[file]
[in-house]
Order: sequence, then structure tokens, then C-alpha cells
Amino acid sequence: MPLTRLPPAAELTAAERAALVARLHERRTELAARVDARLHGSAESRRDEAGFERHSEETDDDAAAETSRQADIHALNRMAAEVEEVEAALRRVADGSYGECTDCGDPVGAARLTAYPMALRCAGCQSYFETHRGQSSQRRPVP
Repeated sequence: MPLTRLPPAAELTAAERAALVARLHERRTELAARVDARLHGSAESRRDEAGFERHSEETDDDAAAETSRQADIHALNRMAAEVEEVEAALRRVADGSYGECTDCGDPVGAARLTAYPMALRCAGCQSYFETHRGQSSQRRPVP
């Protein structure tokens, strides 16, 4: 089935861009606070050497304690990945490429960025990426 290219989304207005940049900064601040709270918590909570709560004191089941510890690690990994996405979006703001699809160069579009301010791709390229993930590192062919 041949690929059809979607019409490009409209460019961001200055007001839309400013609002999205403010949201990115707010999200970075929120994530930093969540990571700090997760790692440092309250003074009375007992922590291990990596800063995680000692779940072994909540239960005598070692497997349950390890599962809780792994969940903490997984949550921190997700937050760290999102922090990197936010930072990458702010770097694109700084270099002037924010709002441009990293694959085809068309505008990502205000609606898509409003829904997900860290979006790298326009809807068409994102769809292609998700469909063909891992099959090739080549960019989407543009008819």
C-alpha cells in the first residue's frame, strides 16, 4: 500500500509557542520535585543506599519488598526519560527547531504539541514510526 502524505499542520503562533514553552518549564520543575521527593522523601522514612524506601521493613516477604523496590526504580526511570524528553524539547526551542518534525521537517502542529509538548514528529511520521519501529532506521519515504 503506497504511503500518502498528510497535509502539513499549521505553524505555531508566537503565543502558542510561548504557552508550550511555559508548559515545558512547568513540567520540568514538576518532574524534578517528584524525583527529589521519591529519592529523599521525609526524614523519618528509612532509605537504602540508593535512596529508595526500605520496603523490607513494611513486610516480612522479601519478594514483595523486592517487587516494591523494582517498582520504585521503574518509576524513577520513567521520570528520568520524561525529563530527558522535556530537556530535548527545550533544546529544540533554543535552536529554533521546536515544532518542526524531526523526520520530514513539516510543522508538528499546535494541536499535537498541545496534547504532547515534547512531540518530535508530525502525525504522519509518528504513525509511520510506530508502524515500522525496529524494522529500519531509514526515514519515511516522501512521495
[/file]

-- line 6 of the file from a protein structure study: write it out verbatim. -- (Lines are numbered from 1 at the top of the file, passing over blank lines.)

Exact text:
C-alpha cells in the first residue's frame, strides 16, 4: 500500500509557542520535585543506599519488598526519560527547531504539541514510526 502524505499542520503562533514553552518549564520543575521527593522523601522514612524506601521493613516477604523496590526504580526511570524528553524539547526551542518534525521537517502542529509538548514528529511520521519501529532506521519515504 503506497504511503500518502498528510497535509502539513499549521505553524505555531508566537503565543502558542510561548504557552508550550511555559508548559515545558512547568513540567520540568514538576518532574524534578517528584524525583527529589521519591529519592529523599521525609526524614523519618528509612532509605537504602540508593535512596529508595526500605520496603523490607513494611513486610516480612522479601519478594514483595523486592517487587516494591523494582517498582520504585521503574518509576524513577520513567521520570528520568520524561525529563530527558522535556530537556530535548527545550533544546529544540533554543535552536529554533521546536515544532518542526524531526523526520520530514513539516510543522508538528499546535494541536499535537498541545496534547504532547515534547512531540518530535508530525502525525504522519509518528504513525509511520510506530508502524515500522525496529524494522529500519531509514526515514519515511516522501512521495